The ash contents of flour blends increased (45.5, 100 & 236%) as the percentage of mushroom flour in maize flour increased. This observation agrees with the report of Ishara et al. (2018). The authors reported 1.33% ash content for maize flour and 8.56% ash content for oyster mushroom flour. They also reported an increase in ash content of the flour blends between maize flour and mushroom flour. The crude fiber contents in maize flour (1.1%) and mushroom flour (5.7%) were significantly (p > 0.05) different. The crude fiber content of the flour blend increased (36.4, 90.9 & 227.2%) as the amount of mushroom flour added increases. Mushroom flour is known to have a high amount of dietary fiber which aids digestion in the human body (Cheung 2013). This indicates that the flour blends may be a good source of dietary fiber. Carbohydrate content gradually decreased (2.6, 6.0 & 13.1%) with the increasing inclusion of mushroom flour in maize flour. The highest carbohydrate content (78.9%) was observed in 100% maize flour and lowest in 100% mushroom flour (59.4%). The energy content of the flour blends was between 345.5 kcal/g and 361.4 kcal/g. The high-energy content of the flour blends may be advantageous in the formulation of breakfast cereal and complementary foods.

3.2 Functional properties of maize and oyster mushroom flour and their blends

The functional properties of the control samples (100% maize and mushroom flour) and their blends are shown in Table 2. The functional properties of the flours determine their food application and end use. The 100% maize flour had the highest water absorption capacity (WAC) value (4.5 g/ml), while the WAC of 100% mushroom flour was the least (2.4 g/ml). WAC of the flour blends decreased (8.9, 26.7 & 35.6%) with an increase in the addition of mushroom flour in maize flour. WAC is an indication of how food material will absorb water during processing and the absorption power of food material depends on carbohydrate polymer or the amount of native starch in such food product (Falade and Okafor 2013). The decrease recorded in the flour blends may be due to the presence of non-starch polysaccharides such as chitin, α-and β-glucan and hemicellulose in an oyster mushroom that may have competed with starch for available water thus reducing the ability of starch to absorb water (Foschia et al. 2015).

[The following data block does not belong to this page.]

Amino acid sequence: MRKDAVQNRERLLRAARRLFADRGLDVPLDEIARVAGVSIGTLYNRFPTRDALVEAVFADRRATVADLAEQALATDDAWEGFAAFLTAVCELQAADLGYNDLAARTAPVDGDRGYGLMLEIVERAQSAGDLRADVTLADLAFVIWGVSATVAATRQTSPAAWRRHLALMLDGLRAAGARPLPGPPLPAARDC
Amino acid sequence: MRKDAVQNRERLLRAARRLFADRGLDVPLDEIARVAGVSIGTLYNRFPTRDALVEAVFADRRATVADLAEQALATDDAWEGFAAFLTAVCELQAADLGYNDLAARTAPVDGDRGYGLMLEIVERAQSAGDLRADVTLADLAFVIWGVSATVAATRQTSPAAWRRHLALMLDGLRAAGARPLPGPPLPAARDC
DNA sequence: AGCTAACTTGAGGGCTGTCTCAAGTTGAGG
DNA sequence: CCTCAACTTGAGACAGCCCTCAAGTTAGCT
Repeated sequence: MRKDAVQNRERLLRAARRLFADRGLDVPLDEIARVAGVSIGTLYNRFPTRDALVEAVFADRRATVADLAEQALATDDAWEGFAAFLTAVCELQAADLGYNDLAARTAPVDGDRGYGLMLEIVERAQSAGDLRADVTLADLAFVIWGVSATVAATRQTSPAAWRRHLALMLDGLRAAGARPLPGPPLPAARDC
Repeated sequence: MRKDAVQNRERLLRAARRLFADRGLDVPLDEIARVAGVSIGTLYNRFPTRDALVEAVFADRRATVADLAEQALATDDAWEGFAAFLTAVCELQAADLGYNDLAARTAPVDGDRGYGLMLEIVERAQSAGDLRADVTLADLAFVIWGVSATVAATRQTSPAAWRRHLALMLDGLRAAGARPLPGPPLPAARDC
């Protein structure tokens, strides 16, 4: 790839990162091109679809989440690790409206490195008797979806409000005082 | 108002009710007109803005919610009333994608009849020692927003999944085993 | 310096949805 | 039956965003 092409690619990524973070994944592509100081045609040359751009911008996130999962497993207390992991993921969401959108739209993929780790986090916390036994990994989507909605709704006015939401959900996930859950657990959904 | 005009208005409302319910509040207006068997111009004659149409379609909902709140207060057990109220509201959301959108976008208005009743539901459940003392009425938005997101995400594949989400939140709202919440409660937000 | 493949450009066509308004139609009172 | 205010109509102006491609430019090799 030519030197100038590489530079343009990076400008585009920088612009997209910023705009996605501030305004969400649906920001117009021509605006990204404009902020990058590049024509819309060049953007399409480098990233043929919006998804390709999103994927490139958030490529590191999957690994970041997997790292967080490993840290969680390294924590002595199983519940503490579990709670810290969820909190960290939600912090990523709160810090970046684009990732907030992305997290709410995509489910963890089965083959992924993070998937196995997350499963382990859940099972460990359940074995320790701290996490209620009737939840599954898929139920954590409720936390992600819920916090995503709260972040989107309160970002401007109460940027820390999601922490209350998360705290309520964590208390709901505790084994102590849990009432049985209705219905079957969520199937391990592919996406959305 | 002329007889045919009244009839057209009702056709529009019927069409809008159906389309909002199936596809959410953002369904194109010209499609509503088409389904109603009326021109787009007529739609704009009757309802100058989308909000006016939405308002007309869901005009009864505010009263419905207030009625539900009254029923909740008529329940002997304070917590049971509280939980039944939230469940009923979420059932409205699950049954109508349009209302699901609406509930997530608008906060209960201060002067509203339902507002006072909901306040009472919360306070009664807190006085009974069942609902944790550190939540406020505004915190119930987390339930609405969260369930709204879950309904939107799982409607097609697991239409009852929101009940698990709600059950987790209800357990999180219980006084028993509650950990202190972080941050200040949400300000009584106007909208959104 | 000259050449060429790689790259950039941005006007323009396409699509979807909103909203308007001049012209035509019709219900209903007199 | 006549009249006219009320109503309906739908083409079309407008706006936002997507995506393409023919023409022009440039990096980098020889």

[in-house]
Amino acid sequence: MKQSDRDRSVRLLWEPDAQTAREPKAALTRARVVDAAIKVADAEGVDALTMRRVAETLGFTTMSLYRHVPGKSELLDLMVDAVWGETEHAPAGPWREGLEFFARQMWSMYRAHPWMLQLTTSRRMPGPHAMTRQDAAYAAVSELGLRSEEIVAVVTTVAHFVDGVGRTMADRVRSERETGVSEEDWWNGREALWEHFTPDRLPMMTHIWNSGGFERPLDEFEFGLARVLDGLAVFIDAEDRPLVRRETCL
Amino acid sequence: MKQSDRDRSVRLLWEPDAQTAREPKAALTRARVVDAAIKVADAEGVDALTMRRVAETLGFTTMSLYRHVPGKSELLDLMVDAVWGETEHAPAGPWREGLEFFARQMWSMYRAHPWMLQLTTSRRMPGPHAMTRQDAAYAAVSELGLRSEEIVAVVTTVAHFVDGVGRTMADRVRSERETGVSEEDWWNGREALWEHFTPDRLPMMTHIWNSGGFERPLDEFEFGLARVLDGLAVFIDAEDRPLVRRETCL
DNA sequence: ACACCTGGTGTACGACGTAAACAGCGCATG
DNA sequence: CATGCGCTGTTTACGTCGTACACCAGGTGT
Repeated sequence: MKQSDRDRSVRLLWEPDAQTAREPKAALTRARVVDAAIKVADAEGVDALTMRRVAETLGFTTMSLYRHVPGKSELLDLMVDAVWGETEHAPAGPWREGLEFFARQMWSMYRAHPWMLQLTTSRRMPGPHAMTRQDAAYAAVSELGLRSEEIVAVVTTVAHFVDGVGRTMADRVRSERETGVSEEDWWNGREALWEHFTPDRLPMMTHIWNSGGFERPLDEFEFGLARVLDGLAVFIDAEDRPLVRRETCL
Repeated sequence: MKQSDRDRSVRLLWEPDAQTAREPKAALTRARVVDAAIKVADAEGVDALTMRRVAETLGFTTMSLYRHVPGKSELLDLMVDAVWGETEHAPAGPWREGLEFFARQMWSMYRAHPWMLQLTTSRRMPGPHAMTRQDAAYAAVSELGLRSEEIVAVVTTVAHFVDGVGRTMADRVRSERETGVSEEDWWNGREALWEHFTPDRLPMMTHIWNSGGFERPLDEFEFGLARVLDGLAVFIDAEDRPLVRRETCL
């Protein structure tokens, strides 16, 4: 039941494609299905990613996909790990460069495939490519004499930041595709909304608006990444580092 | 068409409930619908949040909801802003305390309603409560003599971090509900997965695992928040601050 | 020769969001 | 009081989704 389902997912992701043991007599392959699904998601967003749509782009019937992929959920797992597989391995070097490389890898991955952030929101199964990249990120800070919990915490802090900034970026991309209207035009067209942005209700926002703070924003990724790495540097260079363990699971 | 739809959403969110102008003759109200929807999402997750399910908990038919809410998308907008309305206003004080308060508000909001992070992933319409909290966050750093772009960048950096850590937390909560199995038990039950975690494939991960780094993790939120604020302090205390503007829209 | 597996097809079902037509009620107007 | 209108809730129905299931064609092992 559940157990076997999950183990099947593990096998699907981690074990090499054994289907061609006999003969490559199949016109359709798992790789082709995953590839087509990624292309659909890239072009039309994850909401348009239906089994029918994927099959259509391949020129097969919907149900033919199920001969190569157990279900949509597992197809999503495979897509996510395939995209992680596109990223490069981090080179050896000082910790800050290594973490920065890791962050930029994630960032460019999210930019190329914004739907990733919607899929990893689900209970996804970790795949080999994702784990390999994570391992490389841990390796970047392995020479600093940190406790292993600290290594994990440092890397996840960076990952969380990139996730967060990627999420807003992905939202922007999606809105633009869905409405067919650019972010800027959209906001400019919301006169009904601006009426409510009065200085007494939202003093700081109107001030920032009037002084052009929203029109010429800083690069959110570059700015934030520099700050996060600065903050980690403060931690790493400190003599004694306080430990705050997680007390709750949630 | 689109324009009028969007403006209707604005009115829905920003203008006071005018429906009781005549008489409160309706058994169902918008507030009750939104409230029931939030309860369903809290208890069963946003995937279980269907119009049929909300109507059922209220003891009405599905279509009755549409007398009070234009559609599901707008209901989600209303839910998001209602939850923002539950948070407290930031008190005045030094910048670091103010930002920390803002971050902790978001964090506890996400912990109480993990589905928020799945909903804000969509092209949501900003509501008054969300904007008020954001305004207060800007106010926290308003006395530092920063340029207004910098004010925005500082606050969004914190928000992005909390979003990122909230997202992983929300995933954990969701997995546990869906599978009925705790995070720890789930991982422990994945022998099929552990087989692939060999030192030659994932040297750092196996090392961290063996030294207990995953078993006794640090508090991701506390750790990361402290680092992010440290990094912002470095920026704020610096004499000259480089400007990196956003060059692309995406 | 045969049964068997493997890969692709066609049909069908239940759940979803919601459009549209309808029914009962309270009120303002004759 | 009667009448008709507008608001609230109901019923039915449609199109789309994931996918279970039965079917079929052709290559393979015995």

Table 2

Functional properties of maize (Zea mays) flour composited with mushroom (Pleurotus ostreatus) flour at different ratio (g/ml)

Samples (%) Water Absorption Capacity Swelling Capacity Bulk density
100MaF 4.5e± 0.4 7.2d±0.3 1.8d±0.1
100MF 2.4a± 0.1 2.9a±0.1 0.8a±0.2
95 MaF + 5 MF 4.1d±0.2 6.9c±0.3 1.1c±0.2
90 MaF + 10MF 3.3c±0.2 5.1c±0.5 1.0b±0.2
85 MaF + 15 MF 2.9b±0.1 4.2b±0.2 0.9b±0.2

    Values are means and standard deviation of three determinations (n=3); Means followed by the same letter within the same column are not significantly (p>0.05) different according to LSD test